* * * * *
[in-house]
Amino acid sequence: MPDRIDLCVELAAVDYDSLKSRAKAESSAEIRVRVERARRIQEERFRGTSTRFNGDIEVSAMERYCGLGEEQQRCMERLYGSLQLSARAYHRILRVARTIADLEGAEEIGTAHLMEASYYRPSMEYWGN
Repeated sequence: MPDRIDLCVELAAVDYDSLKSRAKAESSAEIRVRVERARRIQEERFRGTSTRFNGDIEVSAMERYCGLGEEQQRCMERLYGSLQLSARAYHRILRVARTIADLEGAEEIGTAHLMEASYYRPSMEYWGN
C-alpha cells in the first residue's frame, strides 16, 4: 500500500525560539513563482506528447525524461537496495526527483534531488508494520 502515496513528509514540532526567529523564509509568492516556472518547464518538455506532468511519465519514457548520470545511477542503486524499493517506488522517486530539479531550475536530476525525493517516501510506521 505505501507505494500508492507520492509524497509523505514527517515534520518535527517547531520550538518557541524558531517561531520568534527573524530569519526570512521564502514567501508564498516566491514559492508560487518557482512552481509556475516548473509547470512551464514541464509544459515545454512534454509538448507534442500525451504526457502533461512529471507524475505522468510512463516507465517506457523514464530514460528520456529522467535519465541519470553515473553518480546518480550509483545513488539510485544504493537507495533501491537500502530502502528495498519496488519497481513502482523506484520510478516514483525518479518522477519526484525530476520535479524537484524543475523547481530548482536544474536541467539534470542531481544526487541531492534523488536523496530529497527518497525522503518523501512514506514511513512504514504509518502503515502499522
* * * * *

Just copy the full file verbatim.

[in-house]
Amino acid sequence: MPDRIDLCVELAAVDYDSLKSRAKAESSAEIRVRVERARRIQEERFRGTSTRFNGDIEVSAMERYCGLGEEQQRCMERLYGSLQLSARAYHRILRVARTIADLEGAEEIGTAHLMEASYYRPSMEYWGN
Repeated sequence: MPDRIDLCVELAAVDYDSLKSRAKAESSAEIRVRVERARRIQEERFRGTSTRFNGDIEVSAMERYCGLGEEQQRCMERLYGSLQLSARAYHRILRVARTIADLEGAEEIGTAHLMEASYYRPSMEYWGN
C-alpha cells in the first residue's frame, strides 16, 4: 500500500525560539513563482506528447525524461537496495526527483534531488508494520 502515496513528509514540532526567529523564509509568492516556472518547464518538455506532468511519465519514457548520470545511477542503486524499493517506488522517486530539479531550475536530476525525493517516501510506521 505505501507505494500508492507520492509524497509523505514527517515534520518535527517547531520550538518557541524558531517561531520568534527573524530569519526570512521564502514567501508564498516566491514559492508560487518557482512552481509556475516548473509547470512551464514541464509544459515545454512534454509538448507534442500525451504526457502533461512529471507524475505522468510512463516507465517506457523514464530514460528520456529522467535519465541519470553515473553518480546518480550509483545513488539510485544504493537507495533501491537500502530502502528495498519496488519497481513502482523506484520510478516514483525518479518522477519526484525530476520535479524537484524543475523547481530548482536544474536541467539534470542531481544526487541531492534523488536523496530529497527518497525522503518523501512514506514511513512504514504509518502503515502499522